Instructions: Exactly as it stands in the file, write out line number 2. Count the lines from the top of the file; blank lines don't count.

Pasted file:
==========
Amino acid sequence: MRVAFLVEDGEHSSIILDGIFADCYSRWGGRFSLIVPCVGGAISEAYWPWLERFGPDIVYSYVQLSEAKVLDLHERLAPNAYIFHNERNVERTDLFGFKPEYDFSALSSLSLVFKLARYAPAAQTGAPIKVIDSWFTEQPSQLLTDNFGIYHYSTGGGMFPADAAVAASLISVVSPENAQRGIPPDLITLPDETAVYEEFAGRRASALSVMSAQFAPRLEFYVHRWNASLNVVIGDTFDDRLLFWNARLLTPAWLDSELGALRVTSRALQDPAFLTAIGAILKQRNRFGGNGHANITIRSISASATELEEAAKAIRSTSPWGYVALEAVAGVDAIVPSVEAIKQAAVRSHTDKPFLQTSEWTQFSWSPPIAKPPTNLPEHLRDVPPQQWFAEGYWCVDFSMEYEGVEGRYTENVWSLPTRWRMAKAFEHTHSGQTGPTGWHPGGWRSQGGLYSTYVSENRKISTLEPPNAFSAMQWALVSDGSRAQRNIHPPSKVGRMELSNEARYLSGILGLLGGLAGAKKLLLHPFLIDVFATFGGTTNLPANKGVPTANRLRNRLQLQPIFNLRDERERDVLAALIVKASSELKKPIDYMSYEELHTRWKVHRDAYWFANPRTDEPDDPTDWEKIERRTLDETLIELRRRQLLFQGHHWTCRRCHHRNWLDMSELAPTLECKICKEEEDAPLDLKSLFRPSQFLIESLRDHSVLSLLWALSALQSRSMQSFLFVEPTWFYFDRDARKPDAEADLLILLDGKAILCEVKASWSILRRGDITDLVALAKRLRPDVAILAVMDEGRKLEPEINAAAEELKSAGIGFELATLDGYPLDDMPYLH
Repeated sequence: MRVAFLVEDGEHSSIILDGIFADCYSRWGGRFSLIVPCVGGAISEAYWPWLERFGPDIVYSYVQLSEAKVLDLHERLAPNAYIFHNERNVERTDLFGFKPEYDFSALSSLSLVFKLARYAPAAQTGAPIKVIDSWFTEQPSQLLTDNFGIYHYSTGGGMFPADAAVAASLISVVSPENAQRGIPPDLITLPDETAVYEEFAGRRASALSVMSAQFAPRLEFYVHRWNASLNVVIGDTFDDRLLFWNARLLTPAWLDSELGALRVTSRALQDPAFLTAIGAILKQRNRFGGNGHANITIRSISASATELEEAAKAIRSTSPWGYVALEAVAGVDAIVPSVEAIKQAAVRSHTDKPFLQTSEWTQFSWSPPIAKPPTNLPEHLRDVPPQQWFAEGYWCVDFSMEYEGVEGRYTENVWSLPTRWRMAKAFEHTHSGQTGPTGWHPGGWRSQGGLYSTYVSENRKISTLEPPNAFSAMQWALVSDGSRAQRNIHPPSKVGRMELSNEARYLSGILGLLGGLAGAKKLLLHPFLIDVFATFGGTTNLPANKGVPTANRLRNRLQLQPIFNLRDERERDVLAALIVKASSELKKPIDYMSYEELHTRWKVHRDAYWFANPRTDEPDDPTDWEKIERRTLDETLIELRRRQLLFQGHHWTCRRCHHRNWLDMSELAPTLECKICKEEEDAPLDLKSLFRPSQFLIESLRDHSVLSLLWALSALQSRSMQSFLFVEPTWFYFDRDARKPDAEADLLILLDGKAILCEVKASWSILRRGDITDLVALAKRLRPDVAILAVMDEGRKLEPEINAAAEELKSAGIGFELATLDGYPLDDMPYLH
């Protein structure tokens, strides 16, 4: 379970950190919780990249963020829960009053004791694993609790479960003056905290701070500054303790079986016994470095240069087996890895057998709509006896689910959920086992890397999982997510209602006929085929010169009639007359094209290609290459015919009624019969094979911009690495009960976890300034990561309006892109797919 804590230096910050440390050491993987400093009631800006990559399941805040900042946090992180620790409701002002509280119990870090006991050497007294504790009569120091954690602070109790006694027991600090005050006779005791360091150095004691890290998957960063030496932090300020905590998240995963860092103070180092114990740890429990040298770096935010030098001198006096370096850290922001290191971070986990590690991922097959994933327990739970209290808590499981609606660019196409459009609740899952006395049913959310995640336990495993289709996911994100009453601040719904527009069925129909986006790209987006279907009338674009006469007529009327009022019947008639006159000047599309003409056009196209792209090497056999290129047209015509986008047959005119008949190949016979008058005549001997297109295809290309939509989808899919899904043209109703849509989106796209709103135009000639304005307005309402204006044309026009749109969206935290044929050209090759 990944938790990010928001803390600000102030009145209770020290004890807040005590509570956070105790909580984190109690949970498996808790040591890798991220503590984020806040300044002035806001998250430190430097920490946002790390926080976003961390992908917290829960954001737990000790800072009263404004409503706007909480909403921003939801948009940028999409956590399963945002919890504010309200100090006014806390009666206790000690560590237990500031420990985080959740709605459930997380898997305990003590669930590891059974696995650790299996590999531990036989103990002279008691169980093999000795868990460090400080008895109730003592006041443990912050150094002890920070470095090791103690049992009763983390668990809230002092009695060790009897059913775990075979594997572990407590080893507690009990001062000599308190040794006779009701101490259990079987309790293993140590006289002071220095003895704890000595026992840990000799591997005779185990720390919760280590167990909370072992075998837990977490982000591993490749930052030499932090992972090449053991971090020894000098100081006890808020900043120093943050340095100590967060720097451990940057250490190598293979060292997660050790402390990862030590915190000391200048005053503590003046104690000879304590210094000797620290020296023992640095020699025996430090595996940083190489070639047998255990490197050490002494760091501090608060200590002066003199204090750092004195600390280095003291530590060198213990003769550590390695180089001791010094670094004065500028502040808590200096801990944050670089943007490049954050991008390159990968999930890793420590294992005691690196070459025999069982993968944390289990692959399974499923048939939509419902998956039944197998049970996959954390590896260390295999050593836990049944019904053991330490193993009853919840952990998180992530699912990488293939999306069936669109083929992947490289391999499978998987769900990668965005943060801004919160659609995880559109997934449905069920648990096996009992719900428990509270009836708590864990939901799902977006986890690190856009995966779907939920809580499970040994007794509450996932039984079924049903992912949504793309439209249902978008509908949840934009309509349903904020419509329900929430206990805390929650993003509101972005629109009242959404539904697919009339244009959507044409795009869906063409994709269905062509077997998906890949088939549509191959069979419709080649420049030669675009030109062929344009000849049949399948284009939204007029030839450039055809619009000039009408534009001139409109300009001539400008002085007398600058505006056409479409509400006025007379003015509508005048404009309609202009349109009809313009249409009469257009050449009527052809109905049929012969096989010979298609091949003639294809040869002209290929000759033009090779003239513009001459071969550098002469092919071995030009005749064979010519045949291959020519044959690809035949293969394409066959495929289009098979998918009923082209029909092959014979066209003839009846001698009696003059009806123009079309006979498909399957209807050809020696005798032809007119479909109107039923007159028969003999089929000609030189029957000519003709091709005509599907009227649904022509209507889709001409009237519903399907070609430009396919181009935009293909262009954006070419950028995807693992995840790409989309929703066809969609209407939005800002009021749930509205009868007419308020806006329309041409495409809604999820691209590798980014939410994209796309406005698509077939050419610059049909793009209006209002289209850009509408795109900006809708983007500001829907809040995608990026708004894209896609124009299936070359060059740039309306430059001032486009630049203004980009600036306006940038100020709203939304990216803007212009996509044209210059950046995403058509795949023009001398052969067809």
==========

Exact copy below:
Repeated sequence: MRVAFLVEDGEHSSIILDGIFADCYSRWGGRFSLIVPCVGGAISEAYWPWLERFGPDIVYSYVQLSEAKVLDLHERLAPNAYIFHNERNVERTDLFGFKPEYDFSALSSLSLVFKLARYAPAAQTGAPIKVIDSWFTEQPSQLLTDNFGIYHYSTGGGMFPADAAVAASLISVVSPENAQRGIPPDLITLPDETAVYEEFAGRRASALSVMSAQFAPRLEFYVHRWNASLNVVIGDTFDDRLLFWNARLLTPAWLDSELGALRVTSRALQDPAFLTAIGAILKQRNRFGGNGHANITIRSISASATELEEAAKAIRSTSPWGYVALEAVAGVDAIVPSVEAIKQAAVRSHTDKPFLQTSEWTQFSWSPPIAKPPTNLPEHLRDVPPQQWFAEGYWCVDFSMEYEGVEGRYTENVWSLPTRWRMAKAFEHTHSGQTGPTGWHPGGWRSQGGLYSTYVSENRKISTLEPPNAFSAMQWALVSDGSRAQRNIHPPSKVGRMELSNEARYLSGILGLLGGLAGAKKLLLHPFLIDVFATFGGTTNLPANKGVPTANRLRNRLQLQPIFNLRDERERDVLAALIVKASSELKKPIDYMSYEELHTRWKVHRDAYWFANPRTDEPDDPTDWEKIERRTLDETLIELRRRQLLFQGHHWTCRRCHHRNWLDMSELAPTLECKICKEEEDAPLDLKSLFRPSQFLIESLRDHSVLSLLWALSALQSRSMQSFLFVEPTWFYFDRDARKPDAEADLLILLDGKAILCEVKASWSILRRGDITDLVALAKRLRPDVAILAVMDEGRKLEPEINAAAEELKSAGIGFELATLDGYPLDDMPYLH